Section 1 of the Kansas Bill of Rights states that we are all equal. But when it comes to voting and filing taxes, some Kansans are less equal than others.
Secretary of State Kris Kobach is pushing a bizarre plan to create two categories of voters: those who can vote in all elections and those who can vote only in federal races.
Kobach’s scheme is his response to a U.S. Supreme Court ruling in June barring states from having more voter-registration requirements than those established by Congress. Kansas’ law requires new voters to provide proof of their U.S. citizenship, while federal law requires only that they pledge they are citizens under penalty of perjury.
Rather than admit that the state overstepped and call for the Legislature to rescind Kansas’ law, Kobach concocted a two-tiered system in which Kansans who legally register but don’t provide documented proof of citizenship (about 18,000 people so far) would be allowed to vote for president and members of Congress but not in state and local elections.
“It’s un-American, it’s undemocratic, and there is no rational basis for it,” state Rep. Jim Ward, D-Wichita, told Bloomberg News.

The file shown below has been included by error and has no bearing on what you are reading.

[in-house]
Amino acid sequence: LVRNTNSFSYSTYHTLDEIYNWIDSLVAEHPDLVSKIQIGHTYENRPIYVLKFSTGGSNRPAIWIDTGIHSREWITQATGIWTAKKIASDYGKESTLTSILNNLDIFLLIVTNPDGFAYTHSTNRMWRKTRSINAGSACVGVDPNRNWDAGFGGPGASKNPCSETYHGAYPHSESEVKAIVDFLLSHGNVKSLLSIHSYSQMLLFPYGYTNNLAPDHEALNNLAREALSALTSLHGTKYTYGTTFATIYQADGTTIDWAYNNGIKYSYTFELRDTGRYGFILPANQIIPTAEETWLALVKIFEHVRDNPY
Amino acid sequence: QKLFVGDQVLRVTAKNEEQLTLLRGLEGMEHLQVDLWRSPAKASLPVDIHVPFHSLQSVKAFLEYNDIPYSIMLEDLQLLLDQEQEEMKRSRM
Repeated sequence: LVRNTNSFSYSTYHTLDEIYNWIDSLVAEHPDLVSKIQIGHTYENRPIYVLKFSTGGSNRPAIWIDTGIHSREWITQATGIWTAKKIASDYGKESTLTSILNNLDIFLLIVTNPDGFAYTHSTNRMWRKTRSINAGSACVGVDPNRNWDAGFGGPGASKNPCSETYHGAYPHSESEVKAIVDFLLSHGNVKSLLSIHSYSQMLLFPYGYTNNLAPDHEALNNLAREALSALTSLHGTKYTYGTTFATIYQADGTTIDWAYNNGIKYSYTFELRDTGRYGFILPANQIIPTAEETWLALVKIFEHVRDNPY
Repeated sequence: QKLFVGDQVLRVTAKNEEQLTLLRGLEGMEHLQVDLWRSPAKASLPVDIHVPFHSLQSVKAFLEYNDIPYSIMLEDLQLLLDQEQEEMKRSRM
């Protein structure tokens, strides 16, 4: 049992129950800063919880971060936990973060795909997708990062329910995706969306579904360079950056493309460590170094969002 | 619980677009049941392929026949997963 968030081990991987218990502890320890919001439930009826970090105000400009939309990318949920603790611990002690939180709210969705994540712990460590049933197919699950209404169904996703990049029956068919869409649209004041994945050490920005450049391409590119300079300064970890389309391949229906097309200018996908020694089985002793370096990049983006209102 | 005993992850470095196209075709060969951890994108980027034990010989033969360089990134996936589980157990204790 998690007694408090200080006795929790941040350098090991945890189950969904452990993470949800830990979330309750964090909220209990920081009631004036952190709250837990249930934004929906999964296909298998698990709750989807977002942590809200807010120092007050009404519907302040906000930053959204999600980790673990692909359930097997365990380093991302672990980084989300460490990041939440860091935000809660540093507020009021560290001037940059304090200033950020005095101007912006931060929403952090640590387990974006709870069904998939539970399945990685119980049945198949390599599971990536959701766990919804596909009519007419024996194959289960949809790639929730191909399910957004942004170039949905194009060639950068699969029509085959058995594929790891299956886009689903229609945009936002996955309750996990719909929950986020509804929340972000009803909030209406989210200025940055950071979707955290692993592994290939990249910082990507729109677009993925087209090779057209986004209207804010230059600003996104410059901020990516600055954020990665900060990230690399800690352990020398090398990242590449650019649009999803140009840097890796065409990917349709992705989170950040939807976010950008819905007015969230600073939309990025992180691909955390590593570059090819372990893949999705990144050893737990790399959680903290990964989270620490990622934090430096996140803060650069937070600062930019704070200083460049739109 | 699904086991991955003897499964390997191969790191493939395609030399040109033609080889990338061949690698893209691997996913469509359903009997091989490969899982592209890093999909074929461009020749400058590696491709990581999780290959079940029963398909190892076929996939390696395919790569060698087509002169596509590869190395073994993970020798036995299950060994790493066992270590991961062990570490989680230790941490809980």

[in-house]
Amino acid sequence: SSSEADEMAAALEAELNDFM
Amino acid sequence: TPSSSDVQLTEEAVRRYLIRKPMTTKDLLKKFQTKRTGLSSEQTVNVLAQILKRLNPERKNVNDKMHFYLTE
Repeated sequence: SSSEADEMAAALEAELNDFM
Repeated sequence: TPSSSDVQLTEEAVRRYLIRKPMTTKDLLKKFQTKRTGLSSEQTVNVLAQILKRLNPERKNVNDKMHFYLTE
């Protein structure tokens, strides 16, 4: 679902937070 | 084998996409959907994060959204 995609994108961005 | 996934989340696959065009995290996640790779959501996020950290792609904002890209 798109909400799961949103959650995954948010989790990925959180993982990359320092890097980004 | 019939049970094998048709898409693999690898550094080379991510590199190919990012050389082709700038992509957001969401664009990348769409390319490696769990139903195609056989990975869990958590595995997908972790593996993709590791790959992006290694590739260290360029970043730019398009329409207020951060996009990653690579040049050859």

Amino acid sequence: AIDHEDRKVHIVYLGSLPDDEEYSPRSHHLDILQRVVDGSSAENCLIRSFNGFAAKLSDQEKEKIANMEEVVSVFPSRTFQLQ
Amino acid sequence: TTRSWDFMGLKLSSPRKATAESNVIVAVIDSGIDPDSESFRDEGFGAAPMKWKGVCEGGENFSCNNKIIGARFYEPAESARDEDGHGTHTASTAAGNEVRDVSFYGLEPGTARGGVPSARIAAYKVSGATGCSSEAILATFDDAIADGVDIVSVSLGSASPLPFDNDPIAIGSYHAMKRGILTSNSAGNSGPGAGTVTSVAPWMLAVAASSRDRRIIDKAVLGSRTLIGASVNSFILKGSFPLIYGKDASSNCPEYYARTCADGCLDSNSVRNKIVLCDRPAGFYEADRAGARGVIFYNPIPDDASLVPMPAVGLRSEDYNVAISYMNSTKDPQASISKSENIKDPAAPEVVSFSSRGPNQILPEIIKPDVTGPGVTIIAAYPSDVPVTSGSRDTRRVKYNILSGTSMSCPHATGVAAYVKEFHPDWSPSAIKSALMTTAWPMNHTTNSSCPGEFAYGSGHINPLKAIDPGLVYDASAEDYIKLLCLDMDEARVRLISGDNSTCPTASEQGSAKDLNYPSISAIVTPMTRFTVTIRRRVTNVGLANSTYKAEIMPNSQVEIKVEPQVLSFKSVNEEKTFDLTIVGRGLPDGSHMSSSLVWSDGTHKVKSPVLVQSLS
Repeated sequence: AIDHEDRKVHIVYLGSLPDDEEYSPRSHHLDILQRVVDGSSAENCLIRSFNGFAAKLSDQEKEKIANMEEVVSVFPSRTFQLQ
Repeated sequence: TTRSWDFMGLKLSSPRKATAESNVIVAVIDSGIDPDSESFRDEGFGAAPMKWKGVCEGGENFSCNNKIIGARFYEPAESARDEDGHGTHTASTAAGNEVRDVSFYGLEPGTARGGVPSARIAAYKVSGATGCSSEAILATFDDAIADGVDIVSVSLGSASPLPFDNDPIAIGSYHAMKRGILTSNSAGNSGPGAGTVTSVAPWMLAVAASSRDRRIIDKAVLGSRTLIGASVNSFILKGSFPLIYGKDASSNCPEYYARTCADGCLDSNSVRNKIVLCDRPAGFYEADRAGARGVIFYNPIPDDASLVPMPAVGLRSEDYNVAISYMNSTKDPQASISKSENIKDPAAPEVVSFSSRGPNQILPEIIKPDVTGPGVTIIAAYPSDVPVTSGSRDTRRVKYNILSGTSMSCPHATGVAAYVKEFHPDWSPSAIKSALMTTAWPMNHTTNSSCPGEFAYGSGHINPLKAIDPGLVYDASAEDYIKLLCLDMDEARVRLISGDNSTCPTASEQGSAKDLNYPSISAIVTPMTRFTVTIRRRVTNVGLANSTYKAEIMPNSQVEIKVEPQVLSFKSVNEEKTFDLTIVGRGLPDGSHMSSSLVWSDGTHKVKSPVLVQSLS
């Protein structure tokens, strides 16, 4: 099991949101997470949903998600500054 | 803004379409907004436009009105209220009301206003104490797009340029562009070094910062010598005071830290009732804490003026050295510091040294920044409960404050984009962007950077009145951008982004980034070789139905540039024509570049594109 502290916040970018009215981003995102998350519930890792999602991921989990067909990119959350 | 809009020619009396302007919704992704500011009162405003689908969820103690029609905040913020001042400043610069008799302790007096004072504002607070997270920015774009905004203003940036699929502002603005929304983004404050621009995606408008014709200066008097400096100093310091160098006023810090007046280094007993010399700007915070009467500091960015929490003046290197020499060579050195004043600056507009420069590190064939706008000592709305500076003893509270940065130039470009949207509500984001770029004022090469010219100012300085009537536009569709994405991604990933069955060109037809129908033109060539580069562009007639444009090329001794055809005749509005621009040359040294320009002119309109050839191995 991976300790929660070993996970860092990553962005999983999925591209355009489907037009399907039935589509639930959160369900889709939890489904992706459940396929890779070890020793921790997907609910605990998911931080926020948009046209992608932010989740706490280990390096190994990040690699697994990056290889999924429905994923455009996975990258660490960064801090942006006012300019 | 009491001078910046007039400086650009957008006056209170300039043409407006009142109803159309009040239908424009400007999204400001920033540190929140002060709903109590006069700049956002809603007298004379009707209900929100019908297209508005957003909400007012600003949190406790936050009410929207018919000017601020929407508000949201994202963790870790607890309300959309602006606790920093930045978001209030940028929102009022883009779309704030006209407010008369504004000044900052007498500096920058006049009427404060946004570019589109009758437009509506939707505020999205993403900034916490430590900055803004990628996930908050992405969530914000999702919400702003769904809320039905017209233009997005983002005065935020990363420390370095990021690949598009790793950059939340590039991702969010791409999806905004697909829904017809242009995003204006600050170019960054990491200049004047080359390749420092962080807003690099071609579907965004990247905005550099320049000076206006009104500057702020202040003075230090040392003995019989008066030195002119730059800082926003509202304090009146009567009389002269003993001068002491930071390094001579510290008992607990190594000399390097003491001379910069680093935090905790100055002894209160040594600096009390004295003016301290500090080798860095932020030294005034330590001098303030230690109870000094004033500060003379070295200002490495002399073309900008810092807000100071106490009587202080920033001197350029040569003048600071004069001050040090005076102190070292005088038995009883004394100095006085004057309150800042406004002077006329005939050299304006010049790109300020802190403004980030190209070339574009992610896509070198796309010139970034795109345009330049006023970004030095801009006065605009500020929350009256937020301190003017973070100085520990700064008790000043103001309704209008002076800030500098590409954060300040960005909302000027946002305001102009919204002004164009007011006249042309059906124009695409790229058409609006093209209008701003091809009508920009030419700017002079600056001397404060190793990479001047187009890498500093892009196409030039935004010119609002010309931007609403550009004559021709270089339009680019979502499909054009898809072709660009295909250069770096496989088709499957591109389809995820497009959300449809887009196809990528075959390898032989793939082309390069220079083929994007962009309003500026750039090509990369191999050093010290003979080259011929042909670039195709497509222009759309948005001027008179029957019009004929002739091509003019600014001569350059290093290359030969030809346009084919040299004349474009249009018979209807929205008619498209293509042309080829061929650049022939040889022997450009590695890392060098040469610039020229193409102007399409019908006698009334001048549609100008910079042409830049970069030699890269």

It also would be a bureaucratic nightmare. The Sedgwick County Election Office has had enough trouble tabulating election results. Requiring it to separate voters based on their registration category is asking for more mistakes and delays.
The Kansas Department of Revenue also announced that it is requiring same-sex married couples to file their taxes differently from other Kansans. The notice is in response to another U.S. Supreme Court ruling in June that invalidated the federal Defense of Marriage Act. The IRS followed up on that ruling by deciding that any legally married couple should file federal tax returns as married individuals, regardless of whether they live in a state that sanctions same-sex marriage.
Married couples use their federal filing status as the basis for their Kansas taxes. The KDOR notice goes against that law and requires legally married same-sex couples to file state tax returns separately and use a special work sheet to divide their income and deductions.
State officials are trying to balance the court’s ruling with a 2005 Kansas constitutional amendment declaring marriage as between “one man and one woman only.” But some argue that the new policy is contrary to the part of the amendment stating that “no relationship, other than a marriage, shall be recognized by the state as entitling the parties to the rights or incidents of marriage.”
“As written, and as understood by the U.S. Supreme Court, it would appear any legally married couple – gay or straight – are entitled to be recognized as such in Kansas,” a Hays Daily News editorial argued.
Kobach’s scheme and the KDOR requirement likely will be challenged in court. But until the courts intervene, some Kansans will be treated like second-class citizens.